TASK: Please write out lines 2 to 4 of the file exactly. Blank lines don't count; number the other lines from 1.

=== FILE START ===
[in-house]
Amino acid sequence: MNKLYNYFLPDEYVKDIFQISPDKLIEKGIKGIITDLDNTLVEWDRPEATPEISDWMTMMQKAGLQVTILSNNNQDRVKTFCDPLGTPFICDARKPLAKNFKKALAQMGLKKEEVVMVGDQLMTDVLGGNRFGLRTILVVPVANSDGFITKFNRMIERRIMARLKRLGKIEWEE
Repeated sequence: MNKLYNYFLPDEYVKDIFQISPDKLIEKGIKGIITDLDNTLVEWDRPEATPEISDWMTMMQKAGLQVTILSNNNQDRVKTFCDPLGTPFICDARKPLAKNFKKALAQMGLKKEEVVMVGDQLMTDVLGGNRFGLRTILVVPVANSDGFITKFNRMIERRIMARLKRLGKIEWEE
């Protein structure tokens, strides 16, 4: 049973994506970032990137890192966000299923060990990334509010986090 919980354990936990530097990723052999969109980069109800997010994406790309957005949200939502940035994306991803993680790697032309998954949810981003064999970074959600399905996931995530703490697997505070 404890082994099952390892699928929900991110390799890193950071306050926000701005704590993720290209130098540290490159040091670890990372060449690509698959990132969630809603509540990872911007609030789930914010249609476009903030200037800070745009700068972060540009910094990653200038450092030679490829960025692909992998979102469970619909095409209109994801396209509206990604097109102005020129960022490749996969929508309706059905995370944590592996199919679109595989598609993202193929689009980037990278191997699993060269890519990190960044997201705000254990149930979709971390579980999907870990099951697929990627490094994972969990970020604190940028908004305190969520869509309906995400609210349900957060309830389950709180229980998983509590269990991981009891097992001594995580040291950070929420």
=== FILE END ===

Amino acid sequence: MNKLYNYFLPDEYVKDIFQISPDKLIEKGIKGIITDLDNTLVEWDRPEATPEISDWMTMMQKAGLQVTILSNNNQDRVKTFCDPLGTPFICDARKPLAKNFKKALAQMGLKKEEVVMVGDQLMTDVLGGNRFGLRTILVVPVANSDGFITKFNRMIERRIMARLKRLGKIEWEE
Repeated sequence: MNKLYNYFLPDEYVKDIFQISPDKLIEKGIKGIITDLDNTLVEWDRPEATPEISDWMTMMQKAGLQVTILSNNNQDRVKTFCDPLGTPFICDARKPLAKNFKKALAQMGLKKEEVVMVGDQLMTDVLGGNRFGLRTILVVPVANSDGFITKFNRMIERRIMARLKRLGKIEWEE
């Protein structure tokens, strides 16, 4: 049973994506970032990137890192966000299923060990990334509010986090 919980354990936990530097990723052999969109980069109800997010994406790309957005949200939502940035994306991803993680790697032309998954949810981003064999970074959600399905996931995530703490697997505070 404890082994099952390892699928929900991110390799890193950071306050926000701005704590993720290209130098540290490159040091670890990372060449690509698959990132969630809603509540990872911007609030789930914010249609476009903030200037800070745009700068972060540009910094990653200038450092030679490829960025692909992998979102469970619909095409209109994801396209509206990604097109102005020129960022490749996969929508309706059905995370944590592996199919679109595989598609993202193929689009980037990278191997699993060269890519990190960044997201705000254990149930979709971390579980999907870990099951697929990627490094994972969990970020604190940028908004305190969520869509309906995400609210349900957060309830389950709180229980998983509590269990991981009891097992001594995580040291950070929420």